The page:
Environmental Working Group released their 2011 Shopper’s Guide to Pesticides yesterday. Each year, they review pesticide use data and compile two lists : the “Dirty Dozen” features items highest in residues that you should buy organic if possible (apples, celery, strawberries). Those that land on the “Clean 15” turn out to have very low pesticide residues (onions, sweet corn, avocado) and are not as important to go organic. Click here for the complete list.

Integrating information about sustainable food into this blog was always part of my master plan and this news item was the perfect place to start. Be on the lookout for a new page called “Sustainable Ingredients” where over time I will compile  content related to sustainable food. We are living in a time of profound awakening to all food-related matters, and there is no better place to contemplate these issues than in your own kitchen and at the family dinner table. My goal is to share useful information about food labels, how to stretch your food dollar when it comes to organic/sustainable purchases, where to find your nearest farmers’ market, and much more.

Don’t forget to post questions/requests you may have on this topic in the comments section!

Lentil Salad with Spring Vegetables and Goat Cheese

I’m addicted to grain/legume salads these days (see here, plus there will be more to come). Easy to whip up, a great way to use miscellaneous vegetables languishing and neglected in the crisper drawer, perfect for warm summer weather (which will come to SF at some point, right?). What’s not to like? In terms of a family dinner, this falls into the questionable category – dishes that I offer many times before they become a hit.  I’ll ask the girls to try a few bites of the regular version, but likely keep on hand the various ingredients in their separated form in case the “yuck” factor strikes. Aim for color with the vegetable mix and also crunch. Eventually they’ll come around. I hope!


Serves 4-6

Mix 2-2.5 cups of cooked lentils*** (french or beluga lentils would be best here, or a mix) with 1-2 cups of mixed chopped vegetables. In my version, I used cooked fava beans, sliced cheery tomatoes, chopped hearts of palm for a tangy contrast, radishes, carrots, a few turnips. English or sugar snap peas would also be perfect additions, as would fresh corn, cucumber, bell peppers, etc. Add a combination of chopped herbs you have some on hand: parsley, cilantro, mint and tarragon would be great choices.s Toss with lemon juice or your favorite vinegar, olive oil, salt, and pepper. If desired, add crumbled goat cheese, feta or Mexican cotija cheese.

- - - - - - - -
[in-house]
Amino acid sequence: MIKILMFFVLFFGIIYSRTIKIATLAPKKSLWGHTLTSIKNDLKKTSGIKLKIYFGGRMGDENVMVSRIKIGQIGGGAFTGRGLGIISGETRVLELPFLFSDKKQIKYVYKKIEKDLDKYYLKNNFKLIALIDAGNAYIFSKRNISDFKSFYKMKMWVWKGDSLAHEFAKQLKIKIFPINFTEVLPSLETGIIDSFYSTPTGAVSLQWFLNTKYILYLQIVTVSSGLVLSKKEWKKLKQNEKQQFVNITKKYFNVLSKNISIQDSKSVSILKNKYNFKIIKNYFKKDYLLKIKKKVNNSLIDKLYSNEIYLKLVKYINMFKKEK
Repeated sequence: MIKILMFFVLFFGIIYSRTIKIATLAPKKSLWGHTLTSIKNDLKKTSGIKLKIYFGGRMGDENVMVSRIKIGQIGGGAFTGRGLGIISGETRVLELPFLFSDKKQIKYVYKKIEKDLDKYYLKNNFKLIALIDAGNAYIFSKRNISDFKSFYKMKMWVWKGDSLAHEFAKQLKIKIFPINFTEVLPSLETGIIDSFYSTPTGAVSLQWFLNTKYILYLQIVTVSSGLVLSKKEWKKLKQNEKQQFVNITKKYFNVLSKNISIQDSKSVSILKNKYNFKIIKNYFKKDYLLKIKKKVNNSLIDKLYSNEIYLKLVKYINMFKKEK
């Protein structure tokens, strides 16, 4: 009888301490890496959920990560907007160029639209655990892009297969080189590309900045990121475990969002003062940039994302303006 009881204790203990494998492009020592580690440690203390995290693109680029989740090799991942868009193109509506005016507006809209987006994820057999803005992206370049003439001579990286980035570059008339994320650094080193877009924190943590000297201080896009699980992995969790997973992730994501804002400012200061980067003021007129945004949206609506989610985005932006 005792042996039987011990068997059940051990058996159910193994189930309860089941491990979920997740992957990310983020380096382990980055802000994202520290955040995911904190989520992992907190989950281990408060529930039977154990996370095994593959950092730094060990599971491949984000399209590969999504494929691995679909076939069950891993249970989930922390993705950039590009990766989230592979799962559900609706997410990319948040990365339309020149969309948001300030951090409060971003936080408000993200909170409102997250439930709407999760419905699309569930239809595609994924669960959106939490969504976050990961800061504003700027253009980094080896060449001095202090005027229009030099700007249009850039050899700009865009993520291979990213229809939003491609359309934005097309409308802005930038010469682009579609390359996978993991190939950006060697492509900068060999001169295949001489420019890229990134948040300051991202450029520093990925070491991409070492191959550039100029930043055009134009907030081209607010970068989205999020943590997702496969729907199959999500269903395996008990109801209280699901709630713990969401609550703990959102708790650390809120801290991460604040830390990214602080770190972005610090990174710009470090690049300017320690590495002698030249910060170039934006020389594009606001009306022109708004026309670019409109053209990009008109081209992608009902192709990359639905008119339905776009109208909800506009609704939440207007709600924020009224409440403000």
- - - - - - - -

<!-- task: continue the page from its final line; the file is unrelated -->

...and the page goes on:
Dressing please!

Version without cheese ready to serve

*** I tend to rely on Trader Joe’s prepared lentils to make this salad extra easy. If you don’t have access to this product, make your own:

Cooked Lentils

Place about 1 pound of french lentils to a large pot of water. Pierce a small onion with a few whole cloves (optional) and add it to the lentils, along with 3 dried bay leaves, and one large diced carrot. Cover by at least 2 inches of water. Bring to boil, cover and simmer for about 20-30 minutes, until lentil are soft but intact. Add more water if needed. Season with salt and pepper and drain.

Birthday Request: Spaghetti and Meatballs

It all seemed very reasonable. Spaghetti and meatballs for a Tuesday night birthday dinner.  One hour is all it takes to whip up the tastiest version of this dish and yet this hour was not to be had on May 31st when Talia turned 4. Facing a choice between a birthday meltdown over the cancellation of expected plans, or alternatively, serving dinner an hour late to a “hangry” preschooler, I opted for the latter. The risk was well worth it! Meatballs couldn’t be served fast enough. Spaghetti was slithering all over the table, the floor, the shirt, on its way to the mouth. But the entire affair was sufficiently celebratory despite the inauspicious start to the afternoon.


Adapted from Chez Panisse Café Cookbook

Serves 6

Cooking time: 1 hour

(The sauce with cooked meatballs freezes nicely – double the recipe and have some on hand for a quick evening meal).

1. Take 1/4 cup of milk and add 1/4 cup of soft bread crumbs (I used half a slice of whole wheat bread and run it quickly through a small food processor) and mix gently. Soak until bread has softened, the drain through fine sieve, squeezing out most of the milk.

2. Sauteé 1 finely diced small yellow onion in olive oil until soft, about 5 minutes, in large pan (which you will also use to cook meatballs). Season with a bit of salt and set aside to cool.

3. In a medium-sized bowl, combine: 1 pound of fresh ground beef, bread crumbs, onion, 3 tbsp grated Parmesan cheese,1 beaten egg, 2 tbsp finely chopped parsley, 1 tsp finely chopped thyme, 1/8 tsp cayenne (the mild heat from the cayenne won’t be an issue for kids but adds great flavor), black pepper to taste, and 1 tsp salt (use a bit more if working with kosher salt).

4. Sauteé 1 thinly sliced red onion in large pan until soft, about 5 minutes.

5. Boil water for spaghetti. Don’t forget to add a generous helping of salt to water once it comes to a boil.

4. Mix ingredients gently but thoroughly until beef reaches an even consistency. Shape mixture into walnut sized balls with wet hands – this is a great kid task! If cooking meatballs immediately, add to pan with onions over medium heat. The uncooked meatballs can also be placed on a plate or baking sheet and refrigerated for a few hours before cooking.

5. Add spaghetti to boiling, salted water. It is should cook in 8-10 minutes, about the time it takes for the meatballs to finish cooking.

6. Cook meatballs with the red onion, over medium heat, shaking the pan to prevent sticking. Gently turn and toss the onions and meatballs so they brown slightly. Add 2-3 cloves chopped garlic and cook for a few seconds, making sure it doesn’t burn.

7. Add 2 cups simple tomato sauce (look for one in a glass jar with few ingredients – tomatoes, onion, garlic, olive oil, basil perhaps), 1/2 tsp fresh (1 tsp dried) chopped oregano, 2 tbsp finely chopped parsley to sauce. Season with salt and pepper.

8. Simmer gently, uncovered, occasionally stirring the meatballs to coat them with sauce. Check for doneness in about 8-10 minutes.

Serve with grated Parmesan cheese and hot chili flakes if desired (and don’t forget the birthday cake!).